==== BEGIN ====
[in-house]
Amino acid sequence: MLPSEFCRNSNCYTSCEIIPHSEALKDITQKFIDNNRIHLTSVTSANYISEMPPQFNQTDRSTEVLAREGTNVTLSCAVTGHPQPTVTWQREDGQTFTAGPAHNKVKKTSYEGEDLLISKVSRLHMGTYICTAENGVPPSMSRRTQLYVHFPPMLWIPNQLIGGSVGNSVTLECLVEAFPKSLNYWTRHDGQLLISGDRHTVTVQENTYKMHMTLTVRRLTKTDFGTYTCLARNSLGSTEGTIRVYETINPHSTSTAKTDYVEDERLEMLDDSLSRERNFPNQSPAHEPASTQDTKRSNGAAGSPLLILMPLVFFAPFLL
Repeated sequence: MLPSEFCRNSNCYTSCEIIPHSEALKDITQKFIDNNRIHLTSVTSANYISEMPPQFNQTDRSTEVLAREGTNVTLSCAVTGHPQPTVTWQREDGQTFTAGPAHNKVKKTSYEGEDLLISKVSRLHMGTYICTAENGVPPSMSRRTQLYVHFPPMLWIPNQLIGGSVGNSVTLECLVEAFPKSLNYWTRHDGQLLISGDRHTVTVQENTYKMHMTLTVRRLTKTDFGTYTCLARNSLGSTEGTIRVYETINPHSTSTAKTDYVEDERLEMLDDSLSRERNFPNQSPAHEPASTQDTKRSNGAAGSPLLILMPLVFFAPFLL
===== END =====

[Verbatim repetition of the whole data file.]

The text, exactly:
[in-house]
Amino acid sequence: MLPSEFCRNSNCYTSCEIIPHSEALKDITQKFIDNNRIHLTSVTSANYISEMPPQFNQTDRSTEVLAREGTNVTLSCAVTGHPQPTVTWQREDGQTFTAGPAHNKVKKTSYEGEDLLISKVSRLHMGTYICTAENGVPPSMSRRTQLYVHFPPMLWIPNQLIGGSVGNSVTLECLVEAFPKSLNYWTRHDGQLLISGDRHTVTVQENTYKMHMTLTVRRLTKTDFGTYTCLARNSLGSTEGTIRVYETINPHSTSTAKTDYVEDERLEMLDDSLSRERNFPNQSPAHEPASTQDTKRSNGAAGSPLLILMPLVFFAPFLL
Repeated sequence: MLPSEFCRNSNCYTSCEIIPHSEALKDITQKFIDNNRIHLTSVTSANYISEMPPQFNQTDRSTEVLAREGTNVTLSCAVTGHPQPTVTWQREDGQTFTAGPAHNKVKKTSYEGEDLLISKVSRLHMGTYICTAENGVPPSMSRRTQLYVHFPPMLWIPNQLIGGSVGNSVTLECLVEAFPKSLNYWTRHDGQLLISGDRHTVTVQENTYKMHMTLTVRRLTKTDFGTYTCLARNSLGSTEGTIRVYETINPHSTSTAKTDYVEDERLEMLDDSLSRERNFPNQSPAHEPASTQDTKRSNGAAGSPLLILMPLVFFAPFLL